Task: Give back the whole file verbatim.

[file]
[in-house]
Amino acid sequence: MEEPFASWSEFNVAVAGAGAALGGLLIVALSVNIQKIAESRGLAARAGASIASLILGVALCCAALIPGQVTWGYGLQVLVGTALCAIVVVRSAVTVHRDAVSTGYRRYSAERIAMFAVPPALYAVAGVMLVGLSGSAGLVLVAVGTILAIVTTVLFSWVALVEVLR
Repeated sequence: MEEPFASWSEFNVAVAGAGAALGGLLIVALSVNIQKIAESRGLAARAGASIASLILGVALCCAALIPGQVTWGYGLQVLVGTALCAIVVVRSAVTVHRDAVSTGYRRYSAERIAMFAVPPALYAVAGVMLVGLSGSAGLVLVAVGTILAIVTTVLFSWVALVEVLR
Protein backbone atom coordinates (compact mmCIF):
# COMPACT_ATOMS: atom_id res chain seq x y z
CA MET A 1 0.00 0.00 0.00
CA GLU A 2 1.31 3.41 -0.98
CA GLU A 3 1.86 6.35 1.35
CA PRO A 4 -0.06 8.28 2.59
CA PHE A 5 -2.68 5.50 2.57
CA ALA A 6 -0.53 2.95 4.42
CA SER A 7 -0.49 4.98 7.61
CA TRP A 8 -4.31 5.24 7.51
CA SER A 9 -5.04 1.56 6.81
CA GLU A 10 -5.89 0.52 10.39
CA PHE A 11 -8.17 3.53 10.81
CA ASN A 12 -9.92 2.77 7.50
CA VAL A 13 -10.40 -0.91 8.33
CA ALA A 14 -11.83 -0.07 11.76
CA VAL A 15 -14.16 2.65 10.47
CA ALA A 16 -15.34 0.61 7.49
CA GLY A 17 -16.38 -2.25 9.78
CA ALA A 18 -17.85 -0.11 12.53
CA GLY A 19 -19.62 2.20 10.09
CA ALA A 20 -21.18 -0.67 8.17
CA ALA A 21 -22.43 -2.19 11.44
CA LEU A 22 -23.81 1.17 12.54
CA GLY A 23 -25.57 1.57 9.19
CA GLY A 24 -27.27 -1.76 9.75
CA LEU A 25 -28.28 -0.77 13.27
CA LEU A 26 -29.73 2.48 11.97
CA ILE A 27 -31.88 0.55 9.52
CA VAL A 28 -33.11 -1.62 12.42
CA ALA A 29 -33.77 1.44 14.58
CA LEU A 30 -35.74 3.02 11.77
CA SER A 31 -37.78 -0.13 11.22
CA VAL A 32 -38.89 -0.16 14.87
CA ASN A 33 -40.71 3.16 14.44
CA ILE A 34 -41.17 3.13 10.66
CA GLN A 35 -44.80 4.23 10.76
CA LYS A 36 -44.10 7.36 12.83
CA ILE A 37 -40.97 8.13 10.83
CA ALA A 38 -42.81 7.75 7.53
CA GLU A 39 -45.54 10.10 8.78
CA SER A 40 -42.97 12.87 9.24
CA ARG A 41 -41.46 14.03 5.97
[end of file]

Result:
[in-house]
Amino acid sequence: MEEPFASWSEFNVAVAGAGAALGGLLIVALSVNIQKIAESRGLAARAGASIASLILGVALCCAALIPGQVTWGYGLQVLVGTALCAIVVVRSAVTVHRDAVSTGYRRYSAERIAMFAVPPALYAVAGVMLVGLSGSAGLVLVAVGTILAIVTTVLFSWVALVEVLR
Repeated sequence: MEEPFASWSEFNVAVAGAGAALGGLLIVALSVNIQKIAESRGLAARAGASIASLILGVALCCAALIPGQVTWGYGLQVLVGTALCAIVVVRSAVTVHRDAVSTGYRRYSAERIAMFAVPPALYAVAGVMLVGLSGSAGLVLVAVGTILAIVTTVLFSWVALVEVLR
Protein backbone atom coordinates (compact mmCIF):
# COMPACT_ATOMS: atom_id res chain seq x y z
CA MET A 1 0.00 0.00 0.00
CA GLU A 2 1.31 3.41 -0.98
CA GLU A 3 1.86 6.35 1.35
CA PRO A 4 -0.06 8.28 2.59
CA PHE A 5 -2.68 5.50 2.57
CA ALA A 6 -0.53 2.95 4.42
CA SER A 7 -0.49 4.98 7.61
CA TRP A 8 -4.31 5.24 7.51
CA SER A 9 -5.04 1.56 6.81
CA GLU A 10 -5.89 0.52 10.39
CA PHE A 11 -8.17 3.53 10.81
CA ASN A 12 -9.92 2.77 7.50
CA VAL A 13 -10.40 -0.91 8.33
CA ALA A 14 -11.83 -0.07 11.76
CA VAL A 15 -14.16 2.65 10.47
CA ALA A 16 -15.34 0.61 7.49
CA GLY A 17 -16.38 -2.25 9.78
CA ALA A 18 -17.85 -0.11 12.53
CA GLY A 19 -19.62 2.20 10.09
CA ALA A 20 -21.18 -0.67 8.17
CA ALA A 21 -22.43 -2.19 11.44
CA LEU A 22 -23.81 1.17 12.54
CA GLY A 23 -25.57 1.57 9.19
CA GLY A 24 -27.27 -1.76 9.75
CA LEU A 25 -28.28 -0.77 13.27
CA LEU A 26 -29.73 2.48 11.97
CA ILE A 27 -31.88 0.55 9.52
CA VAL A 28 -33.11 -1.62 12.42
CA ALA A 29 -33.77 1.44 14.58
CA LEU A 30 -35.74 3.02 11.77
CA SER A 31 -37.78 -0.13 11.22
CA VAL A 32 -38.89 -0.16 14.87
CA ASN A 33 -40.71 3.16 14.44
CA ILE A 34 -41.17 3.13 10.66
CA GLN A 35 -44.80 4.23 10.76
CA LYS A 36 -44.10 7.36 12.83
CA ILE A 37 -40.97 8.13 10.83
CA ALA A 38 -42.81 7.75 7.53
CA GLU A 39 -45.54 10.10 8.78
CA SER A 40 -42.97 12.87 9.24
CA ARG A 41 -41.46 14.03 5.97